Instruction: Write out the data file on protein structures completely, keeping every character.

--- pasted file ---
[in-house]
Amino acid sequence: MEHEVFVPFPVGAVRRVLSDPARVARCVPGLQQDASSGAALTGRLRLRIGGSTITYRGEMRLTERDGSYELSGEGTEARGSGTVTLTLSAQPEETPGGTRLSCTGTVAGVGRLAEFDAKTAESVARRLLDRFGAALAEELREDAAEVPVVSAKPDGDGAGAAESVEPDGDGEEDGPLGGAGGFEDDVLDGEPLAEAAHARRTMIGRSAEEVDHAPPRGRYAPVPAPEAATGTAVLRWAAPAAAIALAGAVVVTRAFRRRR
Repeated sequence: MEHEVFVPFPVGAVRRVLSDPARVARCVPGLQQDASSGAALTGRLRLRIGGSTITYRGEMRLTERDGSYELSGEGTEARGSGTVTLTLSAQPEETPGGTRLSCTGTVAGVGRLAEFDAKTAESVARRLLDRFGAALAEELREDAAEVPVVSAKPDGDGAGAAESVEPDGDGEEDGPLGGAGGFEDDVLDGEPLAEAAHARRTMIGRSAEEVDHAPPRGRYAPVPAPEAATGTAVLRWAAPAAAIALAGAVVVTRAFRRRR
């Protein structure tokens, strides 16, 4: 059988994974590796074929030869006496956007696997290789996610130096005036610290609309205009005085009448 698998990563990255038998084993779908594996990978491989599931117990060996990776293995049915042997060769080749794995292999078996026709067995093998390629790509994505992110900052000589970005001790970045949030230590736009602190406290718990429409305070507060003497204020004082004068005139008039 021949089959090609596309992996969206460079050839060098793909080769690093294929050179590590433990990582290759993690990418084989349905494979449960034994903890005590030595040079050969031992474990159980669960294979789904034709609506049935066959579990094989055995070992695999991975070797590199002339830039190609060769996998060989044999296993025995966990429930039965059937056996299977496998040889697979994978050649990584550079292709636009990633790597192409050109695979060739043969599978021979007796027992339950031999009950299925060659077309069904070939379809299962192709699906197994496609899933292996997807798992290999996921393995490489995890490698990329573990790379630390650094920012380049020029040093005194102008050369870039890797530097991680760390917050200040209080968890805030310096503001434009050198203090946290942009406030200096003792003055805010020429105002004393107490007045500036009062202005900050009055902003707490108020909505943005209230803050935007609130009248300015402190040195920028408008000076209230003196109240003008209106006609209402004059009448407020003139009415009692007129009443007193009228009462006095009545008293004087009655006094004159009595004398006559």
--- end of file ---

[in-house]
Amino acid sequence: MEHEVFVPFPVGAVRRVLSDPARVARCVPGLQQDASSGAALTGRLRLRIGGSTITYRGEMRLTERDGSYELSGEGTEARGSGTVTLTLSAQPEETPGGTRLSCTGTVAGVGRLAEFDAKTAESVARRLLDRFGAALAEELREDAAEVPVVSAKPDGDGAGAAESVEPDGDGEEDGPLGGAGGFEDDVLDGEPLAEAAHARRTMIGRSAEEVDHAPPRGRYAPVPAPEAATGTAVLRWAAPAAAIALAGAVVVTRAFRRRR
Repeated sequence: MEHEVFVPFPVGAVRRVLSDPARVARCVPGLQQDASSGAALTGRLRLRIGGSTITYRGEMRLTERDGSYELSGEGTEARGSGTVTLTLSAQPEETPGGTRLSCTGTVAGVGRLAEFDAKTAESVARRLLDRFGAALAEELREDAAEVPVVSAKPDGDGAGAAESVEPDGDGEEDGPLGGAGGFEDDVLDGEPLAEAAHARRTMIGRSAEEVDHAPPRGRYAPVPAPEAATGTAVLRWAAPAAAIALAGAVVVTRAFRRRR
């Protein structure tokens, strides 16, 4: 059988994974590796074929030869006496956007696997290789996610130096005036610290609309205009005085009448 698998990563990255038998084993779908594996990978491989599931117990060996990776293995049915042997060769080749794995292999078996026709067995093998390629790509994505992110900052000589970005001790970045949030230590736009602190406290718990429409305070507060003497204020004082004068005139008039 021949089959090609596309992996969206460079050839060098793909080769690093294929050179590590433990990582290759993690990418084989349905494979449960034994903890005590030595040079050969031992474990159980669960294979789904034709609506049935066959579990094989055995070992695999991975070797590199002339830039190609060769996998060989044999296993025995966990429930039965059937056996299977496998040889697979994978050649990584550079292709636009990633790597192409050109695979060739043969599978021979007796027992339950031999009950299925060659077309069904070939379809299962192709699906197994496609899933292996997807798992290999996921393995490489995890490698990329573990790379630390650094920012380049020029040093005194102008050369870039890797530097991680760390917050200040209080968890805030310096503001434009050198203090946290942009406030200096003792003055805010020429105002004393107490007045500036009062202005900050009055902003707490108020909505943005209230803050935007609130009248300015402190040195920028408008000076209230003196109240003008209106006609209402004059009448407020003139009415009692007129009443007193009228009462006095009545008293004087009655006094004159009595004398006559």